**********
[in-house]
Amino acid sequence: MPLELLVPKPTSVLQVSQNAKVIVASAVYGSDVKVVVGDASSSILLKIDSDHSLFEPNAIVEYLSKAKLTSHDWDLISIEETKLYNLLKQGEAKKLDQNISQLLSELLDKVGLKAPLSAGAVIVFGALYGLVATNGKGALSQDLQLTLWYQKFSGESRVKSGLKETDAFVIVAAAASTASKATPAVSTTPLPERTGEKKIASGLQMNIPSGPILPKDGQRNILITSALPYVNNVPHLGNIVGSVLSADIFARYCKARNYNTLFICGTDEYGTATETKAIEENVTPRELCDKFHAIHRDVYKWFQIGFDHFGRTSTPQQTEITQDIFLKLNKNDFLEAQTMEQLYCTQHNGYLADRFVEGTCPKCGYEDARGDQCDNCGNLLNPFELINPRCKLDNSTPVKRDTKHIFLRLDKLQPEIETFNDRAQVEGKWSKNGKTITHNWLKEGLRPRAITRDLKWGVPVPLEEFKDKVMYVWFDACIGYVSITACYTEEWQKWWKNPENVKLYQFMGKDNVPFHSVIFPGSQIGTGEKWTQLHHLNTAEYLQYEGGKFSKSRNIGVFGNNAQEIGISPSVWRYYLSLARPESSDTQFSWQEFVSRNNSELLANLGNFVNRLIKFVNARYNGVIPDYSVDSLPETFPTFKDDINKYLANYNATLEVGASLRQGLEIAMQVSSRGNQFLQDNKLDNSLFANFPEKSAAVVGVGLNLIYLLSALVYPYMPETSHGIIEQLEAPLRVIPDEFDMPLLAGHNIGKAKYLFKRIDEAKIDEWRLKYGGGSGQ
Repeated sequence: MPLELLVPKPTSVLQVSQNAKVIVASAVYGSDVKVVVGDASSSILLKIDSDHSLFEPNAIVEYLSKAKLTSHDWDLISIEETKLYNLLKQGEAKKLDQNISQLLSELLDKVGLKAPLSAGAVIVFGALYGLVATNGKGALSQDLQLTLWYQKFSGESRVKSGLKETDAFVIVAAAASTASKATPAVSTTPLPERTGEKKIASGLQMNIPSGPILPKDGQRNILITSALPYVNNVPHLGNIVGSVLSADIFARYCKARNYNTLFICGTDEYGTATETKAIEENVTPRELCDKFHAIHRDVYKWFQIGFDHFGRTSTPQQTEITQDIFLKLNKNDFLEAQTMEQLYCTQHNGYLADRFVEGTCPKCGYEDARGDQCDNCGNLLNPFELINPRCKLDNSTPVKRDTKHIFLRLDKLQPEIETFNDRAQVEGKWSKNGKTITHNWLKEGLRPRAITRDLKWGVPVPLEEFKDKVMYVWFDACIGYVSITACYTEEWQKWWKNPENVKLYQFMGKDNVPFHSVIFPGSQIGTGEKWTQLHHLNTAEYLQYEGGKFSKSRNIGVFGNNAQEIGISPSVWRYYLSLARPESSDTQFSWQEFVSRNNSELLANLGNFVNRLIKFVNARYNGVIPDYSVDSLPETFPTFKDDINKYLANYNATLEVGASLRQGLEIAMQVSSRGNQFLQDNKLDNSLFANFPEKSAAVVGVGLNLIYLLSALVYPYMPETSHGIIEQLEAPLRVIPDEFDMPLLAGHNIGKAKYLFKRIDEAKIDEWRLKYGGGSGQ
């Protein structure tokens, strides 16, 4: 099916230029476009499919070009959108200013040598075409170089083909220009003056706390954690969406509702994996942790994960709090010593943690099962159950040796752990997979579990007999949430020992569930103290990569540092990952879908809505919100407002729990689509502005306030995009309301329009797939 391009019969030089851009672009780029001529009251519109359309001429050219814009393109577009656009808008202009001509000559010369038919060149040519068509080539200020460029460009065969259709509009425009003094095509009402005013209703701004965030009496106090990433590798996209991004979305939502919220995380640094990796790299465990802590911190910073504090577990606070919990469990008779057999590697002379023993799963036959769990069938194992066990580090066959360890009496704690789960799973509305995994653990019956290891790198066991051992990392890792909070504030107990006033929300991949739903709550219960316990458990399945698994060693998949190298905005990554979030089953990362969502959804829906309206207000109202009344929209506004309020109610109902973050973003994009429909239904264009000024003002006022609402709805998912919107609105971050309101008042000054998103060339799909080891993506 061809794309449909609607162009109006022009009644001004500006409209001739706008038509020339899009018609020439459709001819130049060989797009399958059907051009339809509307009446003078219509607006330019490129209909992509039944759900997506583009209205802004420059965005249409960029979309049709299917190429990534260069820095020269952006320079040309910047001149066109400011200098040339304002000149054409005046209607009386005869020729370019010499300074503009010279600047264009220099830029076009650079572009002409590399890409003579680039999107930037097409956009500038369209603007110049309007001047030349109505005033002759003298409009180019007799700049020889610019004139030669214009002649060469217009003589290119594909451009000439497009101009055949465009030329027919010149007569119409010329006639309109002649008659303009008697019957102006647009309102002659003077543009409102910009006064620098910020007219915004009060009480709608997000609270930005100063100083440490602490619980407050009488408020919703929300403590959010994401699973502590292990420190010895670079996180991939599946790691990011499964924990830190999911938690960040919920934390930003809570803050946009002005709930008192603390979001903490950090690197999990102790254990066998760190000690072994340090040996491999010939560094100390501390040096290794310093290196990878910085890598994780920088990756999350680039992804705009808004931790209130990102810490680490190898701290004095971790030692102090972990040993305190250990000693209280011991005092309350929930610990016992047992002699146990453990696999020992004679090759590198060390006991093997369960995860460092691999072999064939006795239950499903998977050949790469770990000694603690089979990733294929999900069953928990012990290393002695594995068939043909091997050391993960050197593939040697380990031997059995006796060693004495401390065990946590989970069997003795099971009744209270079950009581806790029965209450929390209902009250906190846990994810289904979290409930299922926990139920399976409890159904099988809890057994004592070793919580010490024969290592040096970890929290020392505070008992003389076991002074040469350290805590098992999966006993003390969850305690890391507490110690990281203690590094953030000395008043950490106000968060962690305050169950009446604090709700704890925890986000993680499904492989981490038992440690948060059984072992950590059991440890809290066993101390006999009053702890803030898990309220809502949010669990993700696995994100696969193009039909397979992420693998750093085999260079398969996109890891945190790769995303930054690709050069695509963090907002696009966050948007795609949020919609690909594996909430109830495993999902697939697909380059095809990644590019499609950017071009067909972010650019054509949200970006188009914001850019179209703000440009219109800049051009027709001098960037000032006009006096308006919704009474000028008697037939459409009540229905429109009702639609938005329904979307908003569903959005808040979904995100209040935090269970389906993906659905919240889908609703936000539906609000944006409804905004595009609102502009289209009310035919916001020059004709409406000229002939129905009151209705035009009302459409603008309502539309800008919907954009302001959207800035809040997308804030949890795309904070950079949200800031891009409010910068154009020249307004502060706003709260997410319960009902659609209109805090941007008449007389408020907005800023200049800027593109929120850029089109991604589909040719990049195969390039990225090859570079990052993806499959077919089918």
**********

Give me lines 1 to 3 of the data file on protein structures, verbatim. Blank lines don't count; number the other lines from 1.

[in-house]
Amino acid sequence: MPLELLVPKPTSVLQVSQNAKVIVASAVYGSDVKVVVGDASSSILLKIDSDHSLFEPNAIVEYLSKAKLTSHDWDLISIEETKLYNLLKQGEAKKLDQNISQLLSELLDKVGLKAPLSAGAVIVFGALYGLVATNGKGALSQDLQLTLWYQKFSGESRVKSGLKETDAFVIVAAAASTASKATPAVSTTPLPERTGEKKIASGLQMNIPSGPILPKDGQRNILITSALPYVNNVPHLGNIVGSVLSADIFARYCKARNYNTLFICGTDEYGTATETKAIEENVTPRELCDKFHAIHRDVYKWFQIGFDHFGRTSTPQQTEITQDIFLKLNKNDFLEAQTMEQLYCTQHNGYLADRFVEGTCPKCGYEDARGDQCDNCGNLLNPFELINPRCKLDNSTPVKRDTKHIFLRLDKLQPEIETFNDRAQVEGKWSKNGKTITHNWLKEGLRPRAITRDLKWGVPVPLEEFKDKVMYVWFDACIGYVSITACYTEEWQKWWKNPENVKLYQFMGKDNVPFHSVIFPGSQIGTGEKWTQLHHLNTAEYLQYEGGKFSKSRNIGVFGNNAQEIGISPSVWRYYLSLARPESSDTQFSWQEFVSRNNSELLANLGNFVNRLIKFVNARYNGVIPDYSVDSLPETFPTFKDDINKYLANYNATLEVGASLRQGLEIAMQVSSRGNQFLQDNKLDNSLFANFPEKSAAVVGVGLNLIYLLSALVYPYMPETSHGIIEQLEAPLRVIPDEFDMPLLAGHNIGKAKYLFKRIDEAKIDEWRLKYGGGSGQ
Repeated sequence: MPLELLVPKPTSVLQVSQNAKVIVASAVYGSDVKVVVGDASSSILLKIDSDHSLFEPNAIVEYLSKAKLTSHDWDLISIEETKLYNLLKQGEAKKLDQNISQLLSELLDKVGLKAPLSAGAVIVFGALYGLVATNGKGALSQDLQLTLWYQKFSGESRVKSGLKETDAFVIVAAAASTASKATPAVSTTPLPERTGEKKIASGLQMNIPSGPILPKDGQRNILITSALPYVNNVPHLGNIVGSVLSADIFARYCKARNYNTLFICGTDEYGTATETKAIEENVTPRELCDKFHAIHRDVYKWFQIGFDHFGRTSTPQQTEITQDIFLKLNKNDFLEAQTMEQLYCTQHNGYLADRFVEGTCPKCGYEDARGDQCDNCGNLLNPFELINPRCKLDNSTPVKRDTKHIFLRLDKLQPEIETFNDRAQVEGKWSKNGKTITHNWLKEGLRPRAITRDLKWGVPVPLEEFKDKVMYVWFDACIGYVSITACYTEEWQKWWKNPENVKLYQFMGKDNVPFHSVIFPGSQIGTGEKWTQLHHLNTAEYLQYEGGKFSKSRNIGVFGNNAQEIGISPSVWRYYLSLARPESSDTQFSWQEFVSRNNSELLANLGNFVNRLIKFVNARYNGVIPDYSVDSLPETFPTFKDDINKYLANYNATLEVGASLRQGLEIAMQVSSRGNQFLQDNKLDNSLFANFPEKSAAVVGVGLNLIYLLSALVYPYMPETSHGIIEQLEAPLRVIPDEFDMPLLAGHNIGKAKYLFKRIDEAKIDEWRLKYGGGSGQ